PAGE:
Peak UK Chart Position: #7 in July 1995.
One of the few acts to have had two of their singles released three times, D:Ream were based around lead singer Peter Cunnah, who turns 50 today. Professor Brian Cox also featured as keyboardist in the live band (although Cunnah played keyboards on studio recordings).
“U R The Best Thing” was their first single release, but despite huge club success and being Pete Tong’s Essential Tune of 1992, it limped to number 72. Eventually on reissue it made number 19 in 1993, and after a Perfecto remix it got to number 4 in 1994. (Coincidentally, Paul Oakenfold of Perfecto fame turns 53 today.)
Second single “Things Can Only Get Better” fared better, a number 24 hit first time around in 1993. Again, after a remix, it met with considerably better success – indeed, becoming a four-week number one at the start of 1994 (and subsequently a hit again – number 19 in 1997 – after being adopted as the Labour party’s election theme).
The rousing “Shoot Me With Your Love” was an instant hit, and the first release from their second album “World”. Remixed by Loveland, and (here with a typically energetic performance from Cunnah) performed on the 06th July 1995 edition of Top of the Pops. Sharing that eclectic bill were the likes of Shaggy, PJ Harvey, and the Outhere Brothers…
Peak UK Chart Position: #1 in August 2004.
Twelve years ago to the day, this notched up its second and final week atop the UK charts. It was her second release, after the debut single “Single” (ha) got to number three. “These Words” went on to become the seventeenth biggest seller of the year.
Both songs were taken from the album “Unwritten” (with the excellent title track becoming her third consecutive top ten), which managed a solitary week on top of the album chart on release in September 2004, although it stuck around in the top 100 for 39 weeks – becoming a million seller in the process.
In topping the charts with “These Words”, she and brother Daniel became the first brother-sister duo to have separate number one hits in the UK. Daniel first topped the charts in December 2001 with “Gotta Get Thru This”. They performed a duet at the 2009 BRIT Awards, covering the classic Rufus and Chaka Khan track “Ain’t Nobody”. They also both appeared together on New Zealand’s version of ‘The X Factor’ (when Natasha was a guest judge) in May 2013.
Back in time we go, and apologies for hosting the VEVO advert-riddled copy of this (although it is the best quality) – ITV’s Saturday morning pop music offering CD:UK plays host to a brilliant performance by Natasha…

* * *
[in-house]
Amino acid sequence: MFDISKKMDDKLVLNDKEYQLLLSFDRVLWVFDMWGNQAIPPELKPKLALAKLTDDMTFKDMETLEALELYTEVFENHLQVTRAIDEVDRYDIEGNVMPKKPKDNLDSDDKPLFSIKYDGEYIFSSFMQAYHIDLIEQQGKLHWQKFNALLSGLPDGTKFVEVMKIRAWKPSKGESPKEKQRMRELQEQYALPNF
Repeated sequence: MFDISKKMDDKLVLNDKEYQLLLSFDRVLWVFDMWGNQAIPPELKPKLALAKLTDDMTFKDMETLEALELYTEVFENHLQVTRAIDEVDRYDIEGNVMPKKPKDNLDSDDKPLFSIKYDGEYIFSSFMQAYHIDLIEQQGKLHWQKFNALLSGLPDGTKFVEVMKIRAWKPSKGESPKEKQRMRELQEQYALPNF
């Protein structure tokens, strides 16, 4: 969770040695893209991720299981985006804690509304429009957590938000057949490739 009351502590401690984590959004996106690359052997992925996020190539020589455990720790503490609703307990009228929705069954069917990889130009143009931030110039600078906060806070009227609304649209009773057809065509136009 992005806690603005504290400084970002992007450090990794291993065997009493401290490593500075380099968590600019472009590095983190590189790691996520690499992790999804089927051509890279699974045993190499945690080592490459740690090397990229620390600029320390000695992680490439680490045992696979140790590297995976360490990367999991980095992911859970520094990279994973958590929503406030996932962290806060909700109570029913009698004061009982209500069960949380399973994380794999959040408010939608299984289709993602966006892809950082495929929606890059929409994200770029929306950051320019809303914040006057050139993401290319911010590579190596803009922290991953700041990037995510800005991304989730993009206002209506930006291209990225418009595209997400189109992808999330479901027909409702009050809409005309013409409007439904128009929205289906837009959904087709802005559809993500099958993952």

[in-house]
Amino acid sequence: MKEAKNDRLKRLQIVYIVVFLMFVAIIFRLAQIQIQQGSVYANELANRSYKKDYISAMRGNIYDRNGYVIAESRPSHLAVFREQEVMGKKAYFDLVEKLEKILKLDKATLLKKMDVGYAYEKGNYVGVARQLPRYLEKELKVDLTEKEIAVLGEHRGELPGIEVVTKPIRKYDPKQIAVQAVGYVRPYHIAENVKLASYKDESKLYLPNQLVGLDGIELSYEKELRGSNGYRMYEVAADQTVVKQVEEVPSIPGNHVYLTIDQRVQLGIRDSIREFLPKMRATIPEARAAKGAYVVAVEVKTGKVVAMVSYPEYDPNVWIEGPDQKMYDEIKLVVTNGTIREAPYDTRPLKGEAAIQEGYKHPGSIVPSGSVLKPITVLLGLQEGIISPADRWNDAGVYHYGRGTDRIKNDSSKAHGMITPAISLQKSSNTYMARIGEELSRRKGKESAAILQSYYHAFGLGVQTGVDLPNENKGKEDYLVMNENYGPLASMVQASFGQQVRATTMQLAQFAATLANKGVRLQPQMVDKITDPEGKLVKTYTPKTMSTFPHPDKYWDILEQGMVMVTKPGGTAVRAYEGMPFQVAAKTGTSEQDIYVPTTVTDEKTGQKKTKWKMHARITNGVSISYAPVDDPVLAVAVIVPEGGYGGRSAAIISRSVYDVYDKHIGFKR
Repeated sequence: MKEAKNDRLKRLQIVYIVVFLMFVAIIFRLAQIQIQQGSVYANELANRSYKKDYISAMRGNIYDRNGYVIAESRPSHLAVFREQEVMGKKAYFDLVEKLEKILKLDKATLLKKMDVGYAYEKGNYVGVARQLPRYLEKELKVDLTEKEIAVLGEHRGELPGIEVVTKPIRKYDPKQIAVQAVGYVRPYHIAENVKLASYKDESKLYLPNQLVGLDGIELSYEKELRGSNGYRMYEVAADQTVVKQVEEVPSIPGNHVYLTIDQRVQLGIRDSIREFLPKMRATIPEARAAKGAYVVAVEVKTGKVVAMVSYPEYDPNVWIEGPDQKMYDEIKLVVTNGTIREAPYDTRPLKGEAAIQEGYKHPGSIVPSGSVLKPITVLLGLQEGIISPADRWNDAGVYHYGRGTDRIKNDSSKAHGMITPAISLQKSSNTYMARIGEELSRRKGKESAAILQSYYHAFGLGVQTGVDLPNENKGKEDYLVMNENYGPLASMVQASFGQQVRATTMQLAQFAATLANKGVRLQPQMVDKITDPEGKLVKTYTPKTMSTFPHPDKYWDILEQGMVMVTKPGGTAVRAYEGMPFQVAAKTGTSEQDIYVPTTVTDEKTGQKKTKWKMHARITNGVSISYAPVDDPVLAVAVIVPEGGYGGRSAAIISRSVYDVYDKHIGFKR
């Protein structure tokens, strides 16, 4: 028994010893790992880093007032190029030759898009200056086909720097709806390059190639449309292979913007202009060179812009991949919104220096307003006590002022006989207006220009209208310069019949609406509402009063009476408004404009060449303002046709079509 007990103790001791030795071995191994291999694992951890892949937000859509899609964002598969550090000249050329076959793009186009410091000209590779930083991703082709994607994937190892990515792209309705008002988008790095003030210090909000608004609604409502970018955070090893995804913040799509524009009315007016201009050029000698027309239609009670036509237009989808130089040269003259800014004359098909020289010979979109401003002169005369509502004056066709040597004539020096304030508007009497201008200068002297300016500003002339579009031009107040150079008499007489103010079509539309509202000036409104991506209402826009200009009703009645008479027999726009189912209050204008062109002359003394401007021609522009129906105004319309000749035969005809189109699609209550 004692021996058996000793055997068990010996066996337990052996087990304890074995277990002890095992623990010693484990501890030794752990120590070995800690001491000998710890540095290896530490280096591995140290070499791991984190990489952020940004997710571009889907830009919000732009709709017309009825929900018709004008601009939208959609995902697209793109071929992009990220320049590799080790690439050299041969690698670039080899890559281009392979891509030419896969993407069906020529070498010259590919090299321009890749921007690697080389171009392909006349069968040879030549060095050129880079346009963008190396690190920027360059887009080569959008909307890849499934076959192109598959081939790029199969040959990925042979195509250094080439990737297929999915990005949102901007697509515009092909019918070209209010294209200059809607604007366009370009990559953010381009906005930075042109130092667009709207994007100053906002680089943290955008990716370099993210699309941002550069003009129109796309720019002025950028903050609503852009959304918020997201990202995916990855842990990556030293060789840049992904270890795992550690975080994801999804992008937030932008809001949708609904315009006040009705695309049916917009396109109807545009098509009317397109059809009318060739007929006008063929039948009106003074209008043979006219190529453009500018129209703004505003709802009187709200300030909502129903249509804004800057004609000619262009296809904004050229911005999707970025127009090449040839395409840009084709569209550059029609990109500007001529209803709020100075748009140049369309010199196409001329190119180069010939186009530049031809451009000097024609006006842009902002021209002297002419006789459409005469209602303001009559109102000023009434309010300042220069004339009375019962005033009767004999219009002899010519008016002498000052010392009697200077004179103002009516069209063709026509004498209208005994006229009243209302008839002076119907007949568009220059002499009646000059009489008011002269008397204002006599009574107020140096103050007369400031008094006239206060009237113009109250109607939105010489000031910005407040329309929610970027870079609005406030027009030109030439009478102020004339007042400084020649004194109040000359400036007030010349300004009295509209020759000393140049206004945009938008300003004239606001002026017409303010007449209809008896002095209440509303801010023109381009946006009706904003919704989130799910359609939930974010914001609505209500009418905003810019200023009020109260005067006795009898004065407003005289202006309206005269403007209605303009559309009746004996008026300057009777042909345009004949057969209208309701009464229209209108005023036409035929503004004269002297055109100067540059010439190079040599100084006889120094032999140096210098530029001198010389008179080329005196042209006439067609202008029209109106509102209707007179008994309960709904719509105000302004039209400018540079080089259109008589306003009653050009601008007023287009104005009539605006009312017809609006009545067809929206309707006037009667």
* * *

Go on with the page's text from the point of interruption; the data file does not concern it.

Peak UK Chart Position: #2 in November 1990.
The Stock Aitken Waterman theme unintentionally continues, as it was with them that Kim Appleby – together with her sister Mel – first found success. Known, of course, as Mel and Kim, they would have four successive top ten hit singles out of four, and a number three album.
The track to kick start their fame was “Showing Out (Get Fresh At The Weekend)”, a number three in November 1986 – bettered by the follow-up “Respectable”, topping the charts for one week the following March. “F.L.M” (#7 in July ’87) and “That’s The Way It Is” (#10 in March ’88) complete the quartet.
Mel had received treatment in 1985 for malignant paraganglioma, a form of cancer, on the liver. She was to experience further back pain as a result of a recurrence of the cancer in 1987 (although initially it was claimed to just be a debilitating back injury). 1988 saw them both withdraw from the limelight after their fourth single, Kim looking after Mel up until her tragic death from pneumonia (a side-effect of the chemotherapy) in January 1990.
“Don’t Worry” was to be Kim’s first solo single, taken from an album recorded with the help of boyfriend Craig Logan (ex-Bros), and containing songs that Kim had co-written with Mel for what would have been their second album. Follow-ups “G.L.A.D” and “Mama” were also both top twenty singles in 1991.
Here’s the track, taken from the start of the Christmas 1990 Top of the Pops – and happy birthday to Kim who turns 55 today.
Peak UK Chart Position: #3 in August 1989.
I did promise only a couple of days ago that this would get featured at some point, it being – in my opinion – Stock, Aitken, and Waterman’s finest hour. It climbed seven places to peak at number three on this day 27 years ago.
The track came from the album “Stronger”, which came out in November of that year and got to number seven. The album also featured his previous hit – and 100th single – “Best Of Me”, a track (given the circumstances) widely expected to enter the charts at number one, but was pipped by Jason Donovan’s “Sealed With A Kiss” – making it a rare occasion (at the time) where the top two singles were both new entries.
It wasn’t to be the only time that Cliff had featured on a SAW production; as part of his trilogy of appearances on festive number ones from 1988 to 1990, 1989 saw him contribute to the remake of “Do They Know Its Christmas?”, credited to Band Aid II and featuring many on the SAW payroll (as well as other contemporary artists such as Bros, Lisa Stansfield and Jimmy Somerville).
The track only appeared on Top of the Pops as a video, so we’ll plunder his ‘Countdown Concert’ from December 1999. As good a performer as Cliff is, this is clearly mimed, but it’s such a good song, who cares? Probably last heard on Radio 1 when, in the mid 2000’s, JK and Joel were co-presenting (with Scott Mills, if my memory serves me correctly) a segment of the Bank Holiday ‘Instant Jukebox’ day and persuaded people to ring in and request it. The full extended version got played, which is worth finding for a listen if only for the immense production qualities…
Peak UK Chart Position: #29 in September 1995.
Edinburgh-born Shirley Manson turns 50 today. She became the lead singer of Garbage back in 1994, although her first taste of success came in the eighties as backing singer and keyboard player with Scottish band Goodbye Mr Mackenzie (biggest hit “The Rattler”, indie chart #8 in 1986, UK chart #37 in 1989).
Garbage have had a few hiatuses in their 22-year run, but are currently together and have most recently (in June 2016) released their sixth studio album, “Strange Little Birds”. Their peak came with the album “Version 2.0” in 1998, topping the chart and spawning five top twenty singles – although their biggest hit single came before that, when “Stupid Girl” reached number four in 1996.
YouTube seems to be a minefield for poor quality videos when it comes to Garbage, for whatever reason. Regardless, it’s back to their first UK top forty hit (after the track “Subhuman” peaked at number 50 the previous month) and debut Top of the Pops performance. Sharing the bill – among others – were Menswear, Cast, Simply Red, and TLC. I personally think Ms Manson looks fantastic here…